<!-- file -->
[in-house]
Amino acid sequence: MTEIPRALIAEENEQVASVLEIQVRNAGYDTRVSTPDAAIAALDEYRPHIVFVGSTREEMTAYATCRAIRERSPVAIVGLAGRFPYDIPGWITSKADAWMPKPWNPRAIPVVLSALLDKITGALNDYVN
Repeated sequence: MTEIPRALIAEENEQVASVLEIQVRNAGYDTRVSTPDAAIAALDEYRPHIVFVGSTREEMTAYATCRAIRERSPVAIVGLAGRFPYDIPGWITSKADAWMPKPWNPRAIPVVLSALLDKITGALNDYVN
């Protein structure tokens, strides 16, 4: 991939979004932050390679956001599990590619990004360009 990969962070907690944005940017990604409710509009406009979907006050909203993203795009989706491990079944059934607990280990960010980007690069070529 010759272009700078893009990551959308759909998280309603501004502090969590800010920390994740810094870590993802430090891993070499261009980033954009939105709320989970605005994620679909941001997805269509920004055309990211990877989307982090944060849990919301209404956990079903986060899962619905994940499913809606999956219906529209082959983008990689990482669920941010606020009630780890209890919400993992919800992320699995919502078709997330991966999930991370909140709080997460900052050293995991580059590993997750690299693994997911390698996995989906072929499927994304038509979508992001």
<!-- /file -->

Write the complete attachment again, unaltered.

[in-house]
Amino acid sequence: MTEIPRALIAEENEQVASVLEIQVRNAGYDTRVSTPDAAIAALDEYRPHIVFVGSTREEMTAYATCRAIRERSPVAIVGLAGRFPYDIPGWITSKADAWMPKPWNPRAIPVVLSALLDKITGALNDYVN
Repeated sequence: MTEIPRALIAEENEQVASVLEIQVRNAGYDTRVSTPDAAIAALDEYRPHIVFVGSTREEMTAYATCRAIRERSPVAIVGLAGRFPYDIPGWITSKADAWMPKPWNPRAIPVVLSALLDKITGALNDYVN
């Protein structure tokens, strides 16, 4: 991939979004932050390679956001599990590619990004360009 990969962070907690944005940017990604409710509009406009979907006050909203993203795009989706491990079944059934607990280990960010980007690069070529 010759272009700078893009990551959308759909998280309603501004502090969590800010920390994740810094870590993802430090891993070499261009980033954009939105709320989970605005994620679909941001997805269509920004055309990211990877989307982090944060849990919301209404956990079903986060899962619905994940499913809606999956219906529209082959983008990689990482669920941010606020009630780890209890919400993992919800992320699995919502078709997330991966999930991370909140709080997460900052050293995991580059590993997750690299693994997911390698996995989906072929499927994304038509979508992001």